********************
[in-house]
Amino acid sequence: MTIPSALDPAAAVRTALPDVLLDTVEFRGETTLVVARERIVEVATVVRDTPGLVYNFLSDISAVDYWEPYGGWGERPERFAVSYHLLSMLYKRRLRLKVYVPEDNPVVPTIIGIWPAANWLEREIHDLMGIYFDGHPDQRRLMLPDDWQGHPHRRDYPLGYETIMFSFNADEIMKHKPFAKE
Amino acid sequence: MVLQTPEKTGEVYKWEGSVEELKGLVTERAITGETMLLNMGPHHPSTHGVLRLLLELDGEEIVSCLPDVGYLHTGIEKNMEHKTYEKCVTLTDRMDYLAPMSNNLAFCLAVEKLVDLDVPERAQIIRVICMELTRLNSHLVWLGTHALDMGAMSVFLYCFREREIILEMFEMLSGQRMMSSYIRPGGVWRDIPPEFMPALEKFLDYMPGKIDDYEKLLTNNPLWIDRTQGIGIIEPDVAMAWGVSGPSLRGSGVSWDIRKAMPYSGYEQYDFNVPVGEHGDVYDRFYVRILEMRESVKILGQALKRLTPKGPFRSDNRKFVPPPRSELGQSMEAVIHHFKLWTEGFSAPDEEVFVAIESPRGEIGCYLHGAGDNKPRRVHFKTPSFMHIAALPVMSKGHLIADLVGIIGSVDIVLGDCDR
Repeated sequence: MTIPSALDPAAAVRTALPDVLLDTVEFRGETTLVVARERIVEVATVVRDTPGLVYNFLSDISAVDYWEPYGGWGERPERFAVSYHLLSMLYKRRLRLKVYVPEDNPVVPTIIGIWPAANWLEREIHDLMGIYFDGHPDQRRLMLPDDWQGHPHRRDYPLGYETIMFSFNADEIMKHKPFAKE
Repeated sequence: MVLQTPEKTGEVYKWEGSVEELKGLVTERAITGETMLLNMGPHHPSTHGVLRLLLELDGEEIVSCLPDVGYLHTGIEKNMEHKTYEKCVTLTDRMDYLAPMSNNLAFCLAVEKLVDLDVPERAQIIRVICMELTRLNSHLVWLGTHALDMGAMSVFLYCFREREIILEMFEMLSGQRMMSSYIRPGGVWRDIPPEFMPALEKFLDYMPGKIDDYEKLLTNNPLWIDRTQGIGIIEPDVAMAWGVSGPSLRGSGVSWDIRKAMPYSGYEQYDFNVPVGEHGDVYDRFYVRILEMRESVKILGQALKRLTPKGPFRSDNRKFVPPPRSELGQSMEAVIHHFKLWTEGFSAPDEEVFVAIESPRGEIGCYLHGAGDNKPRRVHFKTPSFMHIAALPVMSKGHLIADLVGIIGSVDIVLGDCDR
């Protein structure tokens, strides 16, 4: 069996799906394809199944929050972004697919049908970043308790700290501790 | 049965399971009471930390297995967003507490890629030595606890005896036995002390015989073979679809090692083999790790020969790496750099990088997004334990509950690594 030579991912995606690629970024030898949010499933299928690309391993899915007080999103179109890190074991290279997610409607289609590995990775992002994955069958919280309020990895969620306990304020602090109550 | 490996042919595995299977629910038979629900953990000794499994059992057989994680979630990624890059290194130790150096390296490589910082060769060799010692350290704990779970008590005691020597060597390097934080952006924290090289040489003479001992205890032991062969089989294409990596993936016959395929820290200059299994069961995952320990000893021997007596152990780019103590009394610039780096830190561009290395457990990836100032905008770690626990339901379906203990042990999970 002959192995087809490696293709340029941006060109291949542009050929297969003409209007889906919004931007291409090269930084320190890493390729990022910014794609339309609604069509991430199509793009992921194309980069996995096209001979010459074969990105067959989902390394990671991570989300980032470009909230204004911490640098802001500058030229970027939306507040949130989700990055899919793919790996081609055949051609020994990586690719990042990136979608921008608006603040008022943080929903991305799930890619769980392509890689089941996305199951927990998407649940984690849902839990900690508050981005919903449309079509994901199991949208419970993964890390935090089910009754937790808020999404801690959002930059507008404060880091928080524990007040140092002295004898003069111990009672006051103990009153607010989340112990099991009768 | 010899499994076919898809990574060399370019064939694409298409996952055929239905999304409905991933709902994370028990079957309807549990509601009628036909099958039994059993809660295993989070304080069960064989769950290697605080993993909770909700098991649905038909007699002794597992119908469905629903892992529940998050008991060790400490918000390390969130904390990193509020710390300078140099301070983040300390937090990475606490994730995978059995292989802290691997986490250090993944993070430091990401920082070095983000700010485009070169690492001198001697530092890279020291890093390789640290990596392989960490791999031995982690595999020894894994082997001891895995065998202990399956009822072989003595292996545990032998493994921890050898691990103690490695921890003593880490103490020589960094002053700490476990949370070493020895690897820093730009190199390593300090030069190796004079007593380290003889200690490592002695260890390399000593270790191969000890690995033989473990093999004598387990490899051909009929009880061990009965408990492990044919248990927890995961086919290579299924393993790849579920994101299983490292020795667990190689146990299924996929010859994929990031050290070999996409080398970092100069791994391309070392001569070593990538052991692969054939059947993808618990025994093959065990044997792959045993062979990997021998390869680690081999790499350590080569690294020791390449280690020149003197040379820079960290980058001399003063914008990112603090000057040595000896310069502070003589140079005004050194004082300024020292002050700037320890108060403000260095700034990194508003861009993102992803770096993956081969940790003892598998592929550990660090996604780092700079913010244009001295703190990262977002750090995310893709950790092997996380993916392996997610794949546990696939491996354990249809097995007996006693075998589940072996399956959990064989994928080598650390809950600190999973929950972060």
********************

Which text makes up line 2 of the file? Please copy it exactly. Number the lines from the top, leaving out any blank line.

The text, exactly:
Amino acid sequence: MTIPSALDPAAAVRTALPDVLLDTVEFRGETTLVVARERIVEVATVVRDTPGLVYNFLSDISAVDYWEPYGGWGERPERFAVSYHLLSMLYKRRLRLKVYVPEDNPVVPTIIGIWPAANWLEREIHDLMGIYFDGHPDQRRLMLPDDWQGHPHRRDYPLGYETIMFSFNADEIMKHKPFAKE